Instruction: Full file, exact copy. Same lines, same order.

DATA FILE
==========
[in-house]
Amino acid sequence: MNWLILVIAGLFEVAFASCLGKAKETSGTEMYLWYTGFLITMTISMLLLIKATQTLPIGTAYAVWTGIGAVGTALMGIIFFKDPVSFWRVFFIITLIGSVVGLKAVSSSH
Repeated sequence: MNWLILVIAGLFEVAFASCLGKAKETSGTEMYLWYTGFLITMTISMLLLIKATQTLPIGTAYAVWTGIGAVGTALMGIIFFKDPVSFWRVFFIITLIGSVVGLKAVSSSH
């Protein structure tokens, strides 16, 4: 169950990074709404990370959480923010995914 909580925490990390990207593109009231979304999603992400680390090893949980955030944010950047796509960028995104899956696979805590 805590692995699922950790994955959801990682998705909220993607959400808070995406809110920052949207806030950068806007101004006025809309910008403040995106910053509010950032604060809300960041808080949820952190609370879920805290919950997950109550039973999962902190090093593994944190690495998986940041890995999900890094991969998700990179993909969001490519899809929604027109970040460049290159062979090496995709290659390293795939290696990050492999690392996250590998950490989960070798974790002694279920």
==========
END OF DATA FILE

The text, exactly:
[in-house]
Amino acid sequence: MNWLILVIAGLFEVAFASCLGKAKETSGTEMYLWYTGFLITMTISMLLLIKATQTLPIGTAYAVWTGIGAVGTALMGIIFFKDPVSFWRVFFIITLIGSVVGLKAVSSSH
Repeated sequence: MNWLILVIAGLFEVAFASCLGKAKETSGTEMYLWYTGFLITMTISMLLLIKATQTLPIGTAYAVWTGIGAVGTALMGIIFFKDPVSFWRVFFIITLIGSVVGLKAVSSSH
């Protein structure tokens, strides 16, 4: 169950990074709404990370959480923010995914 909580925490990390990207593109009231979304999603992400680390090893949980955030944010950047796509960028995104899956696979805590 805590692995699922950790994955959801990682998705909220993607959400808070995406809110920052949207806030950068806007101004006025809309910008403040995106910053509010950032604060809300960041808080949820952190609370879920805290919950997950109550039973999962902190090093593994944190690495998986940041890995999900890094991969998700990179993909969001490519899809929604027109970040460049290159062979090496995709290659390293795939290696990050492999690392996250590998950490989960070798974790002694279920």